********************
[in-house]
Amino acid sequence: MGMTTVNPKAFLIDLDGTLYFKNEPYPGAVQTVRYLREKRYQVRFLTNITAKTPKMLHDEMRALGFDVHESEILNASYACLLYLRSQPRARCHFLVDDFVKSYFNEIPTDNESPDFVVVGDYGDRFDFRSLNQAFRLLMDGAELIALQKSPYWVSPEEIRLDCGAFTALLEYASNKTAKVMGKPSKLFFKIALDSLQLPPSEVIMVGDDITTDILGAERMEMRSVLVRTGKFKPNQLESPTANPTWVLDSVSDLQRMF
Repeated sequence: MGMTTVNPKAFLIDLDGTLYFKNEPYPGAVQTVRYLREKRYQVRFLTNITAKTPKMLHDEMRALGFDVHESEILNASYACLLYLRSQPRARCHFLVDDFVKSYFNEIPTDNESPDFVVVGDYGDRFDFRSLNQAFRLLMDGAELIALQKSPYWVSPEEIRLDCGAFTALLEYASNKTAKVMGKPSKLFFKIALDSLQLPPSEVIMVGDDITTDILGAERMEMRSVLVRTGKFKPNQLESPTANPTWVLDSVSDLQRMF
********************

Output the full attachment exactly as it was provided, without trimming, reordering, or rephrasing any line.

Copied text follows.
[in-house]
Amino acid sequence: MGMTTVNPKAFLIDLDGTLYFKNEPYPGAVQTVRYLREKRYQVRFLTNITAKTPKMLHDEMRALGFDVHESEILNASYACLLYLRSQPRARCHFLVDDFVKSYFNEIPTDNESPDFVVVGDYGDRFDFRSLNQAFRLLMDGAELIALQKSPYWVSPEEIRLDCGAFTALLEYASNKTAKVMGKPSKLFFKIALDSLQLPPSEVIMVGDDITTDILGAERMEMRSVLVRTGKFKPNQLESPTANPTWVLDSVSDLQRMF
Repeated sequence: MGMTTVNPKAFLIDLDGTLYFKNEPYPGAVQTVRYLREKRYQVRFLTNITAKTPKMLHDEMRALGFDVHESEILNASYACLLYLRSQPRARCHFLVDDFVKSYFNEIPTDNESPDFVVVGDYGDRFDFRSLNQAFRLLMDGAELIALQKSPYWVSPEEIRLDCGAFTALLEYASNKTAKVMGKPSKLFFKIALDSLQLPPSEVIMVGDDITTDILGAERMEMRSVLVRTGKFKPNQLESPTANPTWVLDSVSDLQRMF